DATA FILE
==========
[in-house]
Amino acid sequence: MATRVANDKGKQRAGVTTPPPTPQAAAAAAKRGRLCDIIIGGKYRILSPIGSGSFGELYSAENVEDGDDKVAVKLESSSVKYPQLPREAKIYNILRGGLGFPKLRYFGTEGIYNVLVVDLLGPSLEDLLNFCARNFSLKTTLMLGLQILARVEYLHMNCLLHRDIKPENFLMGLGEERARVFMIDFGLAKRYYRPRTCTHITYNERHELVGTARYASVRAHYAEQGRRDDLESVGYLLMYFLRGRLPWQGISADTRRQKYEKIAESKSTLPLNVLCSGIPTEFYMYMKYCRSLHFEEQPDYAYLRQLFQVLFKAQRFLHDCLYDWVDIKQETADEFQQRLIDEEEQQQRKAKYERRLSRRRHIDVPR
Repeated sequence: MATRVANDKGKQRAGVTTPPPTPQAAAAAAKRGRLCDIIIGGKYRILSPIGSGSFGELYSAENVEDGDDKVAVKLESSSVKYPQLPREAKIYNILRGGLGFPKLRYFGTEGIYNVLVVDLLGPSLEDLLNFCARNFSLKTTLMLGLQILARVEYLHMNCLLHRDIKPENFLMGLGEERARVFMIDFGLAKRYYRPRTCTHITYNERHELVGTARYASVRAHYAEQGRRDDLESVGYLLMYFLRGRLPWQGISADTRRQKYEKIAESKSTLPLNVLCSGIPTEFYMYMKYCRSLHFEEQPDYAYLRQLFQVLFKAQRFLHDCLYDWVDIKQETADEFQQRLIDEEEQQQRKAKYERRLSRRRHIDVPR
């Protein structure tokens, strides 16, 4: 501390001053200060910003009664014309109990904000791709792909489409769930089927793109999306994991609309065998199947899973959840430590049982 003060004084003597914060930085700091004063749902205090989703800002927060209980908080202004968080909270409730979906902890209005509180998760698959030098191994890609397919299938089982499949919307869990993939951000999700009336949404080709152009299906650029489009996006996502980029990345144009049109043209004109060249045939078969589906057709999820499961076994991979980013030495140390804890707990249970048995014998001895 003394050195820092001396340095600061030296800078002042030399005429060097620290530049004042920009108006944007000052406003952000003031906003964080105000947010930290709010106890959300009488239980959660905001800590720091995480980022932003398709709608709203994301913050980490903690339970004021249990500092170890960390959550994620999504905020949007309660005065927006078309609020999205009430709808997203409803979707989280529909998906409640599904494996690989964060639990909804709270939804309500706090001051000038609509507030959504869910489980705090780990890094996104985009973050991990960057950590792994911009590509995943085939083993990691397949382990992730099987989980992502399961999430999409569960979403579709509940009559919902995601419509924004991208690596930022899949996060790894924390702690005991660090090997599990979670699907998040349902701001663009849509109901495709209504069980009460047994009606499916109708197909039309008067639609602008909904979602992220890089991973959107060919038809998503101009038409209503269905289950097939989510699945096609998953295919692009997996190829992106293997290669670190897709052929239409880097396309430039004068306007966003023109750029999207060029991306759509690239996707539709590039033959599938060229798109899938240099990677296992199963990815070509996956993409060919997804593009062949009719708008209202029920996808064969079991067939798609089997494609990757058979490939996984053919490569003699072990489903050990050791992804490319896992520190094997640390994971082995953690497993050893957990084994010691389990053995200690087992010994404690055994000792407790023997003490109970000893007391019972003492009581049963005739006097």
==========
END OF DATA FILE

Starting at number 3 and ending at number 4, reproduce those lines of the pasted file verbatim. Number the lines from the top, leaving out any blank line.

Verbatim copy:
Repeated sequence: MATRVANDKGKQRAGVTTPPPTPQAAAAAAKRGRLCDIIIGGKYRILSPIGSGSFGELYSAENVEDGDDKVAVKLESSSVKYPQLPREAKIYNILRGGLGFPKLRYFGTEGIYNVLVVDLLGPSLEDLLNFCARNFSLKTTLMLGLQILARVEYLHMNCLLHRDIKPENFLMGLGEERARVFMIDFGLAKRYYRPRTCTHITYNERHELVGTARYASVRAHYAEQGRRDDLESVGYLLMYFLRGRLPWQGISADTRRQKYEKIAESKSTLPLNVLCSGIPTEFYMYMKYCRSLHFEEQPDYAYLRQLFQVLFKAQRFLHDCLYDWVDIKQETADEFQQRLIDEEEQQQRKAKYERRLSRRRHIDVPR
């Protein structure tokens, strides 16, 4: 501390001053200060910003009664014309109990904000791709792909489409769930089927793109999306994991609309065998199947899973959840430590049982 003060004084003597914060930085700091004063749902205090989703800002927060209980908080202004968080909270409730979906902890209005509180998760698959030098191994890609397919299938089982499949919307869990993939951000999700009336949404080709152009299906650029489009996006996502980029990345144009049109043209004109060249045939078969589906057709999820499961076994991979980013030495140390804890707990249970048995014998001895 003394050195820092001396340095600061030296800078002042030399005429060097620290530049004042920009108006944007000052406003952000003031906003964080105000947010930290709010106890959300009488239980959660905001800590720091995480980022932003398709709608709203994301913050980490903690339970004021249990500092170890960390959550994620999504905020949007309660005065927006078309609020999205009430709808997203409803979707989280529909998906409640599904494996690989964060639990909804709270939804309500706090001051000038609509507030959504869910489980705090780990890094996104985009973050991990960057950590792994911009590509995943085939083993990691397949382990992730099987989980992502399961999430999409569960979403579709509940009559919902995601419509924004991208690596930022899949996060790894924390702690005991660090090997599990979670699907998040349902701001663009849509109901495709209504069980009460047994009606499916109708197909039309008067639609602008909904979602992220890089991973959107060919038809998503101009038409209503269905289950097939989510699945096609998953295919692009997996190829992106293997290669670190897709052929239409880097396309430039004068306007966003023109750029999207060029991306759509690239996707539709590039033959599938060229798109899938240099990677296992199963990815070509996956993409060919997804593009062949009719708008209202029920996808064969079991067939798609089997494609990757058979490939996984053919490569003699072990489903050990050791992804490319896992520190094997640390994971082995953690497993050893957990084994010691389990053995200690087992010994404690055994000792407790023997003490109970000893007391019972003492009581049963005739006097």